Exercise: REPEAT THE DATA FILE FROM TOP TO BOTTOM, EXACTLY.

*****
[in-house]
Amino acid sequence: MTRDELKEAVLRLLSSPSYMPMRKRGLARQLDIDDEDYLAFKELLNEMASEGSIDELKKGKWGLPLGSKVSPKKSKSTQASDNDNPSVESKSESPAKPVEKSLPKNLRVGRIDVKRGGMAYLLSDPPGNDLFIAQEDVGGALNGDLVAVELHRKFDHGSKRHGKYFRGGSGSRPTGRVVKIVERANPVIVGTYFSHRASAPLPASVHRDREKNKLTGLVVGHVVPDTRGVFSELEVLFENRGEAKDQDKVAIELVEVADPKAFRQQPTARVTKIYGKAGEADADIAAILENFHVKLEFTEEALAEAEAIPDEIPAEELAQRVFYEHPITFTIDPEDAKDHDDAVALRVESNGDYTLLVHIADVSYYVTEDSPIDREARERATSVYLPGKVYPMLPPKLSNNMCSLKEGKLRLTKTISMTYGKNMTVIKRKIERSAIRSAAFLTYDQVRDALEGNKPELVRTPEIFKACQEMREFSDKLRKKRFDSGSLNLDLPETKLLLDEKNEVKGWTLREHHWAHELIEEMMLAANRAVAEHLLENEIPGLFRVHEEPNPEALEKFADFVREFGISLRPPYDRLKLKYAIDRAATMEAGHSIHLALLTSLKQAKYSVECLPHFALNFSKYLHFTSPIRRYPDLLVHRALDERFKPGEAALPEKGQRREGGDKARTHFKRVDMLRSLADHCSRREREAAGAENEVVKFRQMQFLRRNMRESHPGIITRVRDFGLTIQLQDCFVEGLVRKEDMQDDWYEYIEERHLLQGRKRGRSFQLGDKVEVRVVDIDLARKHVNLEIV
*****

[in-house]
Amino acid sequence: MTRDELKEAVLRLLSSPSYMPMRKRGLARQLDIDDEDYLAFKELLNEMASEGSIDELKKGKWGLPLGSKVSPKKSKSTQASDNDNPSVESKSESPAKPVEKSLPKNLRVGRIDVKRGGMAYLLSDPPGNDLFIAQEDVGGALNGDLVAVELHRKFDHGSKRHGKYFRGGSGSRPTGRVVKIVERANPVIVGTYFSHRASAPLPASVHRDREKNKLTGLVVGHVVPDTRGVFSELEVLFENRGEAKDQDKVAIELVEVADPKAFRQQPTARVTKIYGKAGEADADIAAILENFHVKLEFTEEALAEAEAIPDEIPAEELAQRVFYEHPITFTIDPEDAKDHDDAVALRVESNGDYTLLVHIADVSYYVTEDSPIDREARERATSVYLPGKVYPMLPPKLSNNMCSLKEGKLRLTKTISMTYGKNMTVIKRKIERSAIRSAAFLTYDQVRDALEGNKPELVRTPEIFKACQEMREFSDKLRKKRFDSGSLNLDLPETKLLLDEKNEVKGWTLREHHWAHELIEEMMLAANRAVAEHLLENEIPGLFRVHEEPNPEALEKFADFVREFGISLRPPYDRLKLKYAIDRAATMEAGHSIHLALLTSLKQAKYSVECLPHFALNFSKYLHFTSPIRRYPDLLVHRALDERFKPGEAALPEKGQRREGGDKARTHFKRVDMLRSLADHCSRREREAAGAENEVVKFRQMQFLRRNMRESHPGIITRVRDFGLTIQLQDCFVEGLVRKEDMQDDWYEYIEERHLLQGRKRGRSFQLGDKVEVRVVDIDLARKHVNLEIV